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Tropical Wave Driving of the Annual Cycle in Tropical Tropopause Temperatures. Part II: Model Results

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  • 1 NCAS Centre for Global Atmospheric Modelling, Department of Meteorology, University of Reading, Reading, United Kingdom
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Abstract

The atmospheric response to a localized distribution of tropical heating is examined in terms of the stationary waves excited and how these impact the mean flow near the tropical tropopause. This is done by examining nonlinear simulations of the Gill model with a primitive equation model that extends from the surface up into the stratosphere. The model produces strong cooling of zonal mean temperatures near the tropical tropopause when the heating is on the equator but weaker cooling with the heating at 15°N. The model shows that equatorial Rossby waves that penetrate the lower stratosphere and changes in EP flux divergence that correspond to the observed changes between December and August. It is suggested that ascent in the upper tropical troposphere is driven by vorticity advection or equivalently potential vorticity fluxes due to these equatorial Rossby waves, particularly when the heating is close to the equator. The model results provide support to the hypothesis that the annual cycle in tropical tropopause temperatures is a result of the annual variation in latitude of tropical heating and that equatorial Rossby waves are key in producing the response in the upper troposphere and lower stratosphere.

Corresponding author address: Dr. W. A. Norton, NCAS Centre for Global Atmospheric Modelling, Dept. of Meteorology, University of Reading, Reading RG6 6BB, United Kingdom. Email: W.A.Norton@reading.ac.uk

Abstract

The atmospheric response to a localized distribution of tropical heating is examined in terms of the stationary waves excited and how these impact the mean flow near the tropical tropopause. This is done by examining nonlinear simulations of the Gill model with a primitive equation model that extends from the surface up into the stratosphere. The model produces strong cooling of zonal mean temperatures near the tropical tropopause when the heating is on the equator but weaker cooling with the heating at 15°N. The model shows that equatorial Rossby waves that penetrate the lower stratosphere and changes in EP flux divergence that correspond to the observed changes between December and August. It is suggested that ascent in the upper tropical troposphere is driven by vorticity advection or equivalently potential vorticity fluxes due to these equatorial Rossby waves, particularly when the heating is close to the equator. The model results provide support to the hypothesis that the annual cycle in tropical tropopause temperatures is a result of the annual variation in latitude of tropical heating and that equatorial Rossby waves are key in producing the response in the upper troposphere and lower stratosphere.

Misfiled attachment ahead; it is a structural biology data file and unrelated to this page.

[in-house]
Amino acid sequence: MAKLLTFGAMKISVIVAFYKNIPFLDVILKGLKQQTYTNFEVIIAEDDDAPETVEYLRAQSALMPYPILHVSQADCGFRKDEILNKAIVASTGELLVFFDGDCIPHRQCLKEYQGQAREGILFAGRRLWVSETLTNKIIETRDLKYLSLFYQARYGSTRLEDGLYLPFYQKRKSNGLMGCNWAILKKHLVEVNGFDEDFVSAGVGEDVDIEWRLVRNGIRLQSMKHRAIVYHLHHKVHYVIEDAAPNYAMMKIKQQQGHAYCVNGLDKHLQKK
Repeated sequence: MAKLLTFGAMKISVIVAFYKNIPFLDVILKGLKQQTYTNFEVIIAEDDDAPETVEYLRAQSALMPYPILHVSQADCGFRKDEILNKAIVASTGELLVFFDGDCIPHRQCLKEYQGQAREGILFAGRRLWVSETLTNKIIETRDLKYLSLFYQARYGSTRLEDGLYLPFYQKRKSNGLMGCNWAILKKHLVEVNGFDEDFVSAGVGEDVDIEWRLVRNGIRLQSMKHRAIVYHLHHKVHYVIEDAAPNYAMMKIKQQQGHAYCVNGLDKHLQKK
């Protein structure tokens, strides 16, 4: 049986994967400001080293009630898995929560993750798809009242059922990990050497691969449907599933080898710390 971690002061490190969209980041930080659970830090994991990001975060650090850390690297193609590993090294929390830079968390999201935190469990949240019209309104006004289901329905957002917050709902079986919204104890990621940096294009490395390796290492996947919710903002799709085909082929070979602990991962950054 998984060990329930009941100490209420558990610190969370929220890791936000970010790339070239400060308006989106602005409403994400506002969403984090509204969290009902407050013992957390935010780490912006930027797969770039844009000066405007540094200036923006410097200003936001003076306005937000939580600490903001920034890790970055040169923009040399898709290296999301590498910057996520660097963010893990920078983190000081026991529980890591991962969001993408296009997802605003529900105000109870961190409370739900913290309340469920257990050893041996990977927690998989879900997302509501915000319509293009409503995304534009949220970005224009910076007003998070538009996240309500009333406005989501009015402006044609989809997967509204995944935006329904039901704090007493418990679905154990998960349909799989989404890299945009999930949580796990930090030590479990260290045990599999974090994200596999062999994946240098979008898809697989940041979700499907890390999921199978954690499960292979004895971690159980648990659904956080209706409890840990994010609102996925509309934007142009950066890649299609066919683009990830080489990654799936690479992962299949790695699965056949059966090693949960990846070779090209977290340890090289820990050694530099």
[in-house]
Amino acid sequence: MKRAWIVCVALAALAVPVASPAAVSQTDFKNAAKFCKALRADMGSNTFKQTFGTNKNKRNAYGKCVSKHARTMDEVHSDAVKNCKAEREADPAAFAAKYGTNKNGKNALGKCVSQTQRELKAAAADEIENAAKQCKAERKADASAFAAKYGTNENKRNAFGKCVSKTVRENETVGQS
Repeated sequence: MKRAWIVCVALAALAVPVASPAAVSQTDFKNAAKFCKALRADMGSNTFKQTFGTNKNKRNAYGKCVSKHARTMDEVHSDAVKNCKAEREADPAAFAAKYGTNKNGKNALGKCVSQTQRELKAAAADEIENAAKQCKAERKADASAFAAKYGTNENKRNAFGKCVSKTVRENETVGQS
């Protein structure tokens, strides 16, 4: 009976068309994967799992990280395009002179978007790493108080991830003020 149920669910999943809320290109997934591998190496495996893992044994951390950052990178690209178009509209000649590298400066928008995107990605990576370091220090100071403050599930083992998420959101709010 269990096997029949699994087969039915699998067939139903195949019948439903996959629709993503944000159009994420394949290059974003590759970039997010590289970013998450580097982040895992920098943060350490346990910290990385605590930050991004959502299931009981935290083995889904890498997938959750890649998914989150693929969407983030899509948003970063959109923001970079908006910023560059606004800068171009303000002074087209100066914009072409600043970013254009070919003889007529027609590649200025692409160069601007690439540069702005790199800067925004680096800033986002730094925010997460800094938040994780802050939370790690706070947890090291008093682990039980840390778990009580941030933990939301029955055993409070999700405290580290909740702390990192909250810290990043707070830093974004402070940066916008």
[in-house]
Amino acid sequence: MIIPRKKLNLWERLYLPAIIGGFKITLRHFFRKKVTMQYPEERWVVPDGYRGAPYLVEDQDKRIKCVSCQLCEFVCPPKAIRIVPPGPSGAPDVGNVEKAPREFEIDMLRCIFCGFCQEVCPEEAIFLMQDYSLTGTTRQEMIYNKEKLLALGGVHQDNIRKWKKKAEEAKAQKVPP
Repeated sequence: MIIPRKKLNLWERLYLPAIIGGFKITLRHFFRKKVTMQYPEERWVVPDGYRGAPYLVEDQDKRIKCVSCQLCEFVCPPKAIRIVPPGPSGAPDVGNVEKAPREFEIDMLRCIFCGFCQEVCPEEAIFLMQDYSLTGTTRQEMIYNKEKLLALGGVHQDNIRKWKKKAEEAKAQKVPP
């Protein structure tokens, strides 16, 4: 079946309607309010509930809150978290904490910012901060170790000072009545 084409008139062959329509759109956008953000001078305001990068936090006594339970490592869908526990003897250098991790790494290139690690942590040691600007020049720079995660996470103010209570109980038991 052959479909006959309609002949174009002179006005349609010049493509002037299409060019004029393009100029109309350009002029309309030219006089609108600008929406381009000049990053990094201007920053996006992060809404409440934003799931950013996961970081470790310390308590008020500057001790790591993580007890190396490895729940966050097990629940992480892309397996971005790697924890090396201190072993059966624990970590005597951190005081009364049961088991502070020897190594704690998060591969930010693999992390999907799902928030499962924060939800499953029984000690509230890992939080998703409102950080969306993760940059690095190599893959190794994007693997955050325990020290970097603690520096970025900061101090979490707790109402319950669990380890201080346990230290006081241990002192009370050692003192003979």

Corresponding author address: Dr. W. A. Norton, NCAS Centre for Global Atmospheric Modelling, Dept. of Meteorology, University of Reading, Reading RG6 6BB, United Kingdom. Email: W.A.Norton@reading.ac.uk

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